The RS-25, otherwise known as the Space Shuttle Main Engine (SSME), is a liquid-fuel cryogenic rocket engine that was used on NASA's Space Shuttle and is planned to be used on its successor, the Space Launch System. Built in the United States of America by Pratt & Whitney Rocketdyne, the RS-25 burns cryogenic liquid hydrogen & liquid oxygen propellants, with each engine producing 1,859 kN (418,000 lbf) of thrust at liftoff.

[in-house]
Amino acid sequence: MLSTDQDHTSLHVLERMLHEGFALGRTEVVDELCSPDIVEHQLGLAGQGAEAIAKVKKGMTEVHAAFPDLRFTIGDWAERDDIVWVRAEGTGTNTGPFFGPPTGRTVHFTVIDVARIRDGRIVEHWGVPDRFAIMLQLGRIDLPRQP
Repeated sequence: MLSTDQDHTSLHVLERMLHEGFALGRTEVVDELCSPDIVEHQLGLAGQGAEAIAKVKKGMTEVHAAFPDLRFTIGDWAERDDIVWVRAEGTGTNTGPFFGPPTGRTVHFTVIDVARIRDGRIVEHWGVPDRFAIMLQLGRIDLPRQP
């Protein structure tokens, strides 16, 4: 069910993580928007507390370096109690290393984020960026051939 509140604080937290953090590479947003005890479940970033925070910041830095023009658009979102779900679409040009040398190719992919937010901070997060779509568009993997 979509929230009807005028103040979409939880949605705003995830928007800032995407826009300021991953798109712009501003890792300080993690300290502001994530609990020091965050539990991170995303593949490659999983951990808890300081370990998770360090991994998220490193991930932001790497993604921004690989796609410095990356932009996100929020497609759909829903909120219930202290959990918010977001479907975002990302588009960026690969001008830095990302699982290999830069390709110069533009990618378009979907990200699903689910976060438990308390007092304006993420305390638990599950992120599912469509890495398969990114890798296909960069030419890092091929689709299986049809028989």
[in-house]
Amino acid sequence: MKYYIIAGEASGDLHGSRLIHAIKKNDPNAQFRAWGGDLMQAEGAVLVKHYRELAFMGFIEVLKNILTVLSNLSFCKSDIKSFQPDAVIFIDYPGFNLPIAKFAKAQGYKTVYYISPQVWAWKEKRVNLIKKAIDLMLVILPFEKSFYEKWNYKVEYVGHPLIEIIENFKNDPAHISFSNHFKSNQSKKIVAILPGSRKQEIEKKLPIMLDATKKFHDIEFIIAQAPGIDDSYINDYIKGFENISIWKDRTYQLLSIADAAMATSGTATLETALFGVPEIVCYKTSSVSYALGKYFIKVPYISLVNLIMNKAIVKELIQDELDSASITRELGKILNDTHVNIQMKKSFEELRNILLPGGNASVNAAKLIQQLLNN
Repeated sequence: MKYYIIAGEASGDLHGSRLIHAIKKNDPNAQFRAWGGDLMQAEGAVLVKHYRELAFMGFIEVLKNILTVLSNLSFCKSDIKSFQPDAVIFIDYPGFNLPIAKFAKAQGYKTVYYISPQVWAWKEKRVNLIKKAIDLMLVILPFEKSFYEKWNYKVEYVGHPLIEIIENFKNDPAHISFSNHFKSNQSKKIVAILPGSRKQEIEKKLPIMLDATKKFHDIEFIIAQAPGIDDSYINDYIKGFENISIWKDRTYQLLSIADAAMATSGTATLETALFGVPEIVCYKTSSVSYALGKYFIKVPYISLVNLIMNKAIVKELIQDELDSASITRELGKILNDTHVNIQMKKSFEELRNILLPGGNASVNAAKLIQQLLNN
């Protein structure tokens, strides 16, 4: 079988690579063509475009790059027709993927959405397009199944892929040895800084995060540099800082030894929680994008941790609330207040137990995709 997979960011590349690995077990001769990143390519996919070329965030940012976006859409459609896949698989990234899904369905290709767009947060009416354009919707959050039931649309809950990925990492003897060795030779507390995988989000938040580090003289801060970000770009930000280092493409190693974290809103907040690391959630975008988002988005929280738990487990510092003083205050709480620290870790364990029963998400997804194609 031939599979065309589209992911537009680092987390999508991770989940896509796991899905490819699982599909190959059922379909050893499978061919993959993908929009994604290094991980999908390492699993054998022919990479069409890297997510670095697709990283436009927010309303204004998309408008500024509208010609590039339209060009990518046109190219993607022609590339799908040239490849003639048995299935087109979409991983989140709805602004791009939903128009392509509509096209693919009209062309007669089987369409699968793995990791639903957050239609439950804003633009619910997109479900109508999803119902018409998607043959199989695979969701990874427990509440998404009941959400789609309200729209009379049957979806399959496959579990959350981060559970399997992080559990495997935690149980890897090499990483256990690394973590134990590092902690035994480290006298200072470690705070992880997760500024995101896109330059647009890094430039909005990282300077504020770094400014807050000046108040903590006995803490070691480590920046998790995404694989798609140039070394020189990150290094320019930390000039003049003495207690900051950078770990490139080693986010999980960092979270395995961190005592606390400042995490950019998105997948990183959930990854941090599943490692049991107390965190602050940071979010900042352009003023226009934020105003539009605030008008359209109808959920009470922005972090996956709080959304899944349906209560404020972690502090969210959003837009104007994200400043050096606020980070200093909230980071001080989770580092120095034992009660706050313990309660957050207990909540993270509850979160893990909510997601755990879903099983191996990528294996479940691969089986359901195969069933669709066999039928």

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After each flight the engines would be removed from the orbiter and transferred to the Space Shuttle Main Engine Processing Facility (SSMEPF), where they would be inspected and refurbished in preparation for reuse on a subsequent flight. A total of 46 reusable RS-25 engines, each costing around US$40 million, were flown during the Space Shuttle program, with each new or overhauled engine entering the flight inventory requiring flight qualification on one of the test stands at Stennis Space Center prior to flight.